The other night, as we were walking into Azur, two women wandered around the corner and asked if the restaurant was good. (If you have been here before, you know that it is one of my favorites.) She then said they wanted seafood and should they go all the way to the harbor for that? My response was this: (a) the harbor is only four blocks away, so all the way is not terribly far or (b) you can just eat at Azur and have an awesome meal.
She asked us what we would do. Well, we are walking in here for dinner, so obviously I would (and often do) choose Azur. Plus it was the first day they were open after vacation and I had been having withdrawals.
We walked in and were seated at a table outside, by the fountain. As soon as it started to drizzle, we moved underneath the covered patio. Now we were seated right next to the two that asked about the restaurant. We overheard a lot of conversation, and this is some of what we heard from the table (in no particular order):
To Rob, the server “You are cute. Are you single?” (They seemed displeased to learn that he is not, in fact, single)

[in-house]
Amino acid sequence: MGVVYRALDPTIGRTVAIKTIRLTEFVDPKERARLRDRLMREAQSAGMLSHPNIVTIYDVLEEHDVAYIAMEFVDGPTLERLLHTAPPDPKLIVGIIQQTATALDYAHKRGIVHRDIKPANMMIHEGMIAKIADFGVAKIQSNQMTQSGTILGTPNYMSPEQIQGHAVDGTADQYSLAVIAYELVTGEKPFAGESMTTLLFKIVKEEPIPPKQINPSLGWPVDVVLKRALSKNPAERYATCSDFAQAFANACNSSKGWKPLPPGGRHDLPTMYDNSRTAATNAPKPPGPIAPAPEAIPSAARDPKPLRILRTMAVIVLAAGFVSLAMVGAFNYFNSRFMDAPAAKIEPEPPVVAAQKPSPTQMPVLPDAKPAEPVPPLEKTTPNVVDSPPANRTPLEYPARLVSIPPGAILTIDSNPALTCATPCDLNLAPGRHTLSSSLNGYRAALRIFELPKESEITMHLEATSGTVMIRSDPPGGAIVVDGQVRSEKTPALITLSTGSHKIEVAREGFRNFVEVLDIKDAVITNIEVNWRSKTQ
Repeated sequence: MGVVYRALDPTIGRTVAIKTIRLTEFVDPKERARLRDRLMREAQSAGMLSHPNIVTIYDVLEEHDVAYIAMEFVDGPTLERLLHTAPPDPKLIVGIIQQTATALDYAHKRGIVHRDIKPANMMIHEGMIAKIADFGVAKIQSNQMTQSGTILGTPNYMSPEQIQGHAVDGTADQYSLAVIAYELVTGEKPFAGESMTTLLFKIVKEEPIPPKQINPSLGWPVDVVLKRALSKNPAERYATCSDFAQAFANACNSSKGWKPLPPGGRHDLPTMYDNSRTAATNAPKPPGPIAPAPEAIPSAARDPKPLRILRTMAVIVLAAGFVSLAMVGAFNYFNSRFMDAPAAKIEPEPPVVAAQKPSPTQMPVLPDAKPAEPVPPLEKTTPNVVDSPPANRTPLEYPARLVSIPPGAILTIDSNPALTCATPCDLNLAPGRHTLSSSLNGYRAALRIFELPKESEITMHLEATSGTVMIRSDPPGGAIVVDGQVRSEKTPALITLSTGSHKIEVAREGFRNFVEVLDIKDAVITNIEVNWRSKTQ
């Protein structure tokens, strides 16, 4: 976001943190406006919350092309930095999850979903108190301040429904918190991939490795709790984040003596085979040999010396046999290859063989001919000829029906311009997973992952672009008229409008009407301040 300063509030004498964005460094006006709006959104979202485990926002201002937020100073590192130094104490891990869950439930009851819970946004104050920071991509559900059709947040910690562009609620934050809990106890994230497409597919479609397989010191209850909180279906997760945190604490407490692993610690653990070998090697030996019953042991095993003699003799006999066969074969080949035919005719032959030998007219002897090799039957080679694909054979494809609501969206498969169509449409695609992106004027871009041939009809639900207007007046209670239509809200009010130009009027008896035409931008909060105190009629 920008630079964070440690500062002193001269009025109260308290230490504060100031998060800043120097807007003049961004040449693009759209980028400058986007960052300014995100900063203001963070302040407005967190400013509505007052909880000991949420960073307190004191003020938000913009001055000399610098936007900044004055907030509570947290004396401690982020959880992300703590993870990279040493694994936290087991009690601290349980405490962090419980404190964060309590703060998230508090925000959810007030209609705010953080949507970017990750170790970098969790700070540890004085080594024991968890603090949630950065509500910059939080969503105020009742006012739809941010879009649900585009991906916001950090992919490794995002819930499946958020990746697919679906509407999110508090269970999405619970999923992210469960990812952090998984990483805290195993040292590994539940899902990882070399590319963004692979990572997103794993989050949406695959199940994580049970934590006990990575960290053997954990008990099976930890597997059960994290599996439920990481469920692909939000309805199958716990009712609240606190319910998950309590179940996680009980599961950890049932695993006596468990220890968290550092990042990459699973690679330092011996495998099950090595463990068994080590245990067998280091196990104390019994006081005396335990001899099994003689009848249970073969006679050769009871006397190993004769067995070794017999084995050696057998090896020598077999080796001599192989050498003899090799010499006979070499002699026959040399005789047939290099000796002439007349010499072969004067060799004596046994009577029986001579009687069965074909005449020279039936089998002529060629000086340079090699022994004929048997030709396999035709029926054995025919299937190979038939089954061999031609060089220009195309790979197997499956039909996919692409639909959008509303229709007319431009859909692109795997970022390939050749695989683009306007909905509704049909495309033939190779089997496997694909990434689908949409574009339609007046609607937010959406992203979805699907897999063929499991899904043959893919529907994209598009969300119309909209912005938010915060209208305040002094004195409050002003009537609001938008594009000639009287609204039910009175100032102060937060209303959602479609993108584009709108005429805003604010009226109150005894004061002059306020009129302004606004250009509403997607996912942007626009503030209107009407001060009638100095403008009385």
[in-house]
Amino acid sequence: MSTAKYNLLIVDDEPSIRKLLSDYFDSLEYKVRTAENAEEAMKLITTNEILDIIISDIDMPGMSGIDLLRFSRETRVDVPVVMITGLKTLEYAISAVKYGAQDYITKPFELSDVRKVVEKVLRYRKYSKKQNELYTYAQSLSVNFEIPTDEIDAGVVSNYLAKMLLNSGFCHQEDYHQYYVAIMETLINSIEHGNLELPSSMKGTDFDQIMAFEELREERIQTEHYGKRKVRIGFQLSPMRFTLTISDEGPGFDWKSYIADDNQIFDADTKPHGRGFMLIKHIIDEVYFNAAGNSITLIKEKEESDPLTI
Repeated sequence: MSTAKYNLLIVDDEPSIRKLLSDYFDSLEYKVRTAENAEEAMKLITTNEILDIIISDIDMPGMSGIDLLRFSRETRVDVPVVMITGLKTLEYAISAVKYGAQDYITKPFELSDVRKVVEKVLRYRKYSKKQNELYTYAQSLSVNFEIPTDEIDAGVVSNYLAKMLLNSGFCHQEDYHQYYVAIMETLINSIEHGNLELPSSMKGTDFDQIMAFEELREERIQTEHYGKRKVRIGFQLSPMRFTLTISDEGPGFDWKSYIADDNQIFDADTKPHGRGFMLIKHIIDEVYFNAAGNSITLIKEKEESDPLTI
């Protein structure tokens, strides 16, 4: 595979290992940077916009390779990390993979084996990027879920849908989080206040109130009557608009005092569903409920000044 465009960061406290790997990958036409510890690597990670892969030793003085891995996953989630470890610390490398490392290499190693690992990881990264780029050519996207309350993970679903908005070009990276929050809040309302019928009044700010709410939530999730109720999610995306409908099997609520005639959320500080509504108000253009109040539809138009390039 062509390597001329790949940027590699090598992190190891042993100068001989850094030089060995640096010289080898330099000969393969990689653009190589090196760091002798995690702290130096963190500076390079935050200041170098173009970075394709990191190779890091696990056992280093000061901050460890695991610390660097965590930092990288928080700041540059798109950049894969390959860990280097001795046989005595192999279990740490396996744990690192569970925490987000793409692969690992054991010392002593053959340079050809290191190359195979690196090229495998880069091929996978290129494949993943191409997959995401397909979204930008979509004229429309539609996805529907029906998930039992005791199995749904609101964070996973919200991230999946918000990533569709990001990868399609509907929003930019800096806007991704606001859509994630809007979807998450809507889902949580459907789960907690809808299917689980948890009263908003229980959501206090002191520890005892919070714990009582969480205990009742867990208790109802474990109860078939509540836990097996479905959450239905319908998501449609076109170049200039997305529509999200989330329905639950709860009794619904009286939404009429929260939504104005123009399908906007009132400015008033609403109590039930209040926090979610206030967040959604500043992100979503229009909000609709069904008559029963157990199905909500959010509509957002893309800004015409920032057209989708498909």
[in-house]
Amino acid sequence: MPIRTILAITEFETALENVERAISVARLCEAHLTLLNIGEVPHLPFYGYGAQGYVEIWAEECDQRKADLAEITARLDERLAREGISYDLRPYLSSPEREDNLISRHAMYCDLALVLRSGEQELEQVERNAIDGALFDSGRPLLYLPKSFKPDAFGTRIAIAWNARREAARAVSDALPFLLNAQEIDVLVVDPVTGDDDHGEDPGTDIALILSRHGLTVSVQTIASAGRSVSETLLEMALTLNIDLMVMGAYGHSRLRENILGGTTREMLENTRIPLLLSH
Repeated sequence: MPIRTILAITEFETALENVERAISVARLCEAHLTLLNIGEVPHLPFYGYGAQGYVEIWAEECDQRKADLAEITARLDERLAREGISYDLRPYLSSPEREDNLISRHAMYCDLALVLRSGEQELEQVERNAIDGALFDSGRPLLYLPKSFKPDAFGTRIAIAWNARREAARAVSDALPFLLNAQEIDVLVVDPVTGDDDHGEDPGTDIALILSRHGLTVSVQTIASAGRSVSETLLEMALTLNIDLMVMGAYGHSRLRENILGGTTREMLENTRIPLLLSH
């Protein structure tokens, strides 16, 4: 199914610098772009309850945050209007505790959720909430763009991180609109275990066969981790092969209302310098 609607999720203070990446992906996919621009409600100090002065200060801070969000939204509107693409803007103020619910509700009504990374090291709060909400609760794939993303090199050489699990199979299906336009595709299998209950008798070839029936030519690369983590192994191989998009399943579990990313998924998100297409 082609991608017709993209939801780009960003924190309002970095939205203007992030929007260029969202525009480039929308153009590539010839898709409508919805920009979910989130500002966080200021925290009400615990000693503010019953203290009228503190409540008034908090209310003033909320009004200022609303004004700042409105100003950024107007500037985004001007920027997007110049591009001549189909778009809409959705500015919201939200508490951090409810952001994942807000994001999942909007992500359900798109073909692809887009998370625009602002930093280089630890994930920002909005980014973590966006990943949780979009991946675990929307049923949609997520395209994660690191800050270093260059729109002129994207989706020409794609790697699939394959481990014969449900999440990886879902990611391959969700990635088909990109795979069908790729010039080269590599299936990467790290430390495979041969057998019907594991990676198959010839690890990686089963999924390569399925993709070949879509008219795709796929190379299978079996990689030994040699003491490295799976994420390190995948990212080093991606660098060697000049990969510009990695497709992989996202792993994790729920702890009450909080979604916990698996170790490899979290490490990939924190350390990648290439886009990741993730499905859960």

One diner to the other: “They are gnocchi – they are like little dumplings and they are made with potato.” (This led to a rather lengthy discussion about where they wanted to travel – Malta, it turns out – and as I was eavesdropping, a discussion at our table about where I wanted to travel – Eastern Europe next year.)
To Rob: “I’d like a glass of red wine – something a little sweet. Not like dessert wine, but not too dry.”
They ooh-ed and aah-ed over the food and were generally having a good time. When Rob came over to ask if they were enjoying everything, they gleefully announced that they were, and they were glad we recommended it. Then it came time for dessert. One asked Rob what they should have, and he started describing the different options. I said, loudly, from the next table “Just get the espresso panna cotta. It is the best.”
So they did.
One loved it. The other one announced that she didn’t know what it was and would therefore not eat it. The one enjoying said “Oh, just try it. You’ll like it” and sounded remarkably like my mother talking to me when I was about four years old. The non-adventurous eater then tasted a bite, decided she wasn’t sure about it, still didn’t know what it was and was displeased about the whole thing. Then she finished the dessert.
The conversations continued:
To us: “Where else should we go eat? We are going to go to Blue Heaven for breakfast.”
My response: “Blue Heaven is closed for vacation. Go to The Flaming Buoy for dinner.”
To us: “Are you sure? We are only here one other night…”
Me: “Well, I wasn’t wrong about eating here, was I?”
All in all, it was a highly entertaining meal, not to mention delicious.